Narai Ratchaniwet Palace

Mark Fischer

Narai Ratchaniwet Palace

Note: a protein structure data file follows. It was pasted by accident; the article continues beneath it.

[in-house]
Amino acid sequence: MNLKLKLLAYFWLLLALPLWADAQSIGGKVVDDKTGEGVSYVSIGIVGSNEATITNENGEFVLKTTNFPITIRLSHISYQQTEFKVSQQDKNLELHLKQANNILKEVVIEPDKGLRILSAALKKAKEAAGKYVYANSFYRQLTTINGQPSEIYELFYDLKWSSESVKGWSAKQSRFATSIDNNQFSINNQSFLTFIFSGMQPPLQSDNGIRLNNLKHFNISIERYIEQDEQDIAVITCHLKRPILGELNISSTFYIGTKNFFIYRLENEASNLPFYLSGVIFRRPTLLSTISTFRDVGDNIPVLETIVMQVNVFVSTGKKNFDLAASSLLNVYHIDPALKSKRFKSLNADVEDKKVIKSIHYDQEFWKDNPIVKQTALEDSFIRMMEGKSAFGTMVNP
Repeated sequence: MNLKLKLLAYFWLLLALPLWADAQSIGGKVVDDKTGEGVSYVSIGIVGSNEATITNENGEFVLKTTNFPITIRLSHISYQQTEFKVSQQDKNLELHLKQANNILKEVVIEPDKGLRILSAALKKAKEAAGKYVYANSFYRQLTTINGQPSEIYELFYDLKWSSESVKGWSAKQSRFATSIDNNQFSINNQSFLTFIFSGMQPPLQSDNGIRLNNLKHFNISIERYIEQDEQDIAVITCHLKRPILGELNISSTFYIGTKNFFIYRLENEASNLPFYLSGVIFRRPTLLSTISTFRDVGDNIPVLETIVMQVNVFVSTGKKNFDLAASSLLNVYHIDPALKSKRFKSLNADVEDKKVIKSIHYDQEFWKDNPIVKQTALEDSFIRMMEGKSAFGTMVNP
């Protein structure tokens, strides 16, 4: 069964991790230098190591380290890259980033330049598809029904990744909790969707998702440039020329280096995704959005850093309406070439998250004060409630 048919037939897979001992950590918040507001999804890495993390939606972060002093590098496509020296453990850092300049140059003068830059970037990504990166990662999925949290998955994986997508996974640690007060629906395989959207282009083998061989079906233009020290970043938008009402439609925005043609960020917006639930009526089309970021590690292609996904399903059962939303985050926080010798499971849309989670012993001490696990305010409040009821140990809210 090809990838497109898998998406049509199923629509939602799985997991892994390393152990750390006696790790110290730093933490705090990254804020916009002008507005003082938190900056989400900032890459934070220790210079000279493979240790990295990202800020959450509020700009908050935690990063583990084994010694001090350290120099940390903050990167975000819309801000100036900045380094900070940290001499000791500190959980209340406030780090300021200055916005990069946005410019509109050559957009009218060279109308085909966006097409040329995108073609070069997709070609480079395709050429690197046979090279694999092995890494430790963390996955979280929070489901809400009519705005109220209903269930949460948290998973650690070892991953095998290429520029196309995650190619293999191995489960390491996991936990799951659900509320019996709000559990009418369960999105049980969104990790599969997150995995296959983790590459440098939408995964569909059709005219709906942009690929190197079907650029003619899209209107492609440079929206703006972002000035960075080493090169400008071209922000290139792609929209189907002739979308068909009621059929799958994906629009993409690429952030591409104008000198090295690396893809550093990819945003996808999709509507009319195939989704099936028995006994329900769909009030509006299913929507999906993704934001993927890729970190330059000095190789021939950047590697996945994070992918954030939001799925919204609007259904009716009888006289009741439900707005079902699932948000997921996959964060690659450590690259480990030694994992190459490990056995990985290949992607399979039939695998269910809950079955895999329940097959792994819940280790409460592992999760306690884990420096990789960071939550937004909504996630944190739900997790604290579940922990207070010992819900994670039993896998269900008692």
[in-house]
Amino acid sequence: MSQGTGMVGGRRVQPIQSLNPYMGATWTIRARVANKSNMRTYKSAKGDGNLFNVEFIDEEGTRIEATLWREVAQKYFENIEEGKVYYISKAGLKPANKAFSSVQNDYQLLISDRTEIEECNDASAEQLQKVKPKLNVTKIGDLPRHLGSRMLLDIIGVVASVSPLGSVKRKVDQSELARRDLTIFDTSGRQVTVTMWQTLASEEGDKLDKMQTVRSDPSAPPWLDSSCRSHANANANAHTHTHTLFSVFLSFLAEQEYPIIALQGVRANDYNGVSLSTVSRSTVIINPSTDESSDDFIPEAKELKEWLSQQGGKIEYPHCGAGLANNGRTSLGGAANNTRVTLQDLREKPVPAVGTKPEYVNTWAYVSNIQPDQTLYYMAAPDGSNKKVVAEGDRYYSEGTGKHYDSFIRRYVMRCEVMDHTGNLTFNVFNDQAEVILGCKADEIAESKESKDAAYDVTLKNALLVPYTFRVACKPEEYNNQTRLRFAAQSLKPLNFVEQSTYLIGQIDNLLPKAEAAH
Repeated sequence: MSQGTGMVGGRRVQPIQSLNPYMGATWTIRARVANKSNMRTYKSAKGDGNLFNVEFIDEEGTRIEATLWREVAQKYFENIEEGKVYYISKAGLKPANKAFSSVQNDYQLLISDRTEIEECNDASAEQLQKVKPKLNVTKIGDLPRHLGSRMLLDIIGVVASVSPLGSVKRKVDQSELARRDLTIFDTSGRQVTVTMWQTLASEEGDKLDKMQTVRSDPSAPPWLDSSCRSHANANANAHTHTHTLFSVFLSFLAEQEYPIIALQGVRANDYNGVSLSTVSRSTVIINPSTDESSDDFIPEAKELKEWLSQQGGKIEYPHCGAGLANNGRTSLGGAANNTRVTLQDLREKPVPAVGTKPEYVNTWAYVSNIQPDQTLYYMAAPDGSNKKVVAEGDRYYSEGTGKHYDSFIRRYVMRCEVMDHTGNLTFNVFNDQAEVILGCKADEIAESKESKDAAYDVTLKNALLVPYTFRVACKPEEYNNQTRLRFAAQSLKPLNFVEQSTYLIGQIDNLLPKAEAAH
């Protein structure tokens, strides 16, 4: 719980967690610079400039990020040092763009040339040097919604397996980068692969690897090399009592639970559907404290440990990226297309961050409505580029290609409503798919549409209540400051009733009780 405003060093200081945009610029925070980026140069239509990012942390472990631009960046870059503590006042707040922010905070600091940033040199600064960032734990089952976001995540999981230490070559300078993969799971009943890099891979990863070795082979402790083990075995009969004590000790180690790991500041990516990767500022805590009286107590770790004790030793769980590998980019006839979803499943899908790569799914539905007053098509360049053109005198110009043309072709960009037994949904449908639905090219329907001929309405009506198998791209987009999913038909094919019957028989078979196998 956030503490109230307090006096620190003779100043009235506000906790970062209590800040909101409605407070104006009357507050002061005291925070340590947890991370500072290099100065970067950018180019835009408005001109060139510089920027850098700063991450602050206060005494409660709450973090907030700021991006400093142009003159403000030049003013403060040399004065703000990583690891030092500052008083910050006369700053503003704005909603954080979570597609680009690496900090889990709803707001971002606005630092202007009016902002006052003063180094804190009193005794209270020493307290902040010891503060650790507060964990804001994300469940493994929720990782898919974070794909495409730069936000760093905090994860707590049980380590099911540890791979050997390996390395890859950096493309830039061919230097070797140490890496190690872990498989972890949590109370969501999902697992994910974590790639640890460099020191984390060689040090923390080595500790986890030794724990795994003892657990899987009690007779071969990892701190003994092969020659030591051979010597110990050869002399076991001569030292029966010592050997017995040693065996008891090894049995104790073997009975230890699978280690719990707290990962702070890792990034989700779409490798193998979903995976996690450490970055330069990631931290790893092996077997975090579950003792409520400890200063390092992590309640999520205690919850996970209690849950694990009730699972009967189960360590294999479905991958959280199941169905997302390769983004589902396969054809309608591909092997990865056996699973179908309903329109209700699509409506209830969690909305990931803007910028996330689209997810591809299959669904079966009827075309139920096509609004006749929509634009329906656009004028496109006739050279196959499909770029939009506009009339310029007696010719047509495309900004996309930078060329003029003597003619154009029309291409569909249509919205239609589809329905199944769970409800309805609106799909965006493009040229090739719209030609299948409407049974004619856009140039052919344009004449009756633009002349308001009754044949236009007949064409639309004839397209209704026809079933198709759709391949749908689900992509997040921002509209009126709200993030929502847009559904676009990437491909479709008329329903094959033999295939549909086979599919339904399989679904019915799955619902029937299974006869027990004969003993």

As well as visiting the monkeys at Phra Prang Sam Yot, no trip to Lopburi would be complete without a wander around the Narai Ratchaniwet Palace (also known as "King Narai's Palace") and the surrounding parkland. This unusual palace built in the 17th century by French, Italian and Portuguese engineers, restored in the 19th century and it has a distinctly French feel to it. Set in a well-tended park, the palace was originally used by King Narai of Ayutthaya as his summer residence but was abandoned after he died. The palace was subsequently restored to pristine condition in 1856 by King Mongkut and in 1924, the central buildings were converted into the Lopburi National Museum. One of the highlights of the museum is a reconstruction of the entire bedroom of King Mongkut in all its glory, providing a fascinating insight into how Thai Royalty lived in the 19th century. In addition to the royal bedroom, you will see prehistoric relics, Buddha Images in the Dvaravati, Lopburi and Khmer traditions, and some historic articles relating to the French period. Outside enjoy a pleasant stroll around the lovely park, where you will find the remains of other ancient buildings including the roofless Dusit Sawan Thanya Maha Prasat Hall and remnants of the royal stables. Entry: Foreigners, 150B, Thais 30B Open: 8:30am - 4:00pm, closed Mon-Tue and national holidays. Getting Here: Located near the Old Town centre, the entrance is on Sorasak Road on the east wall.

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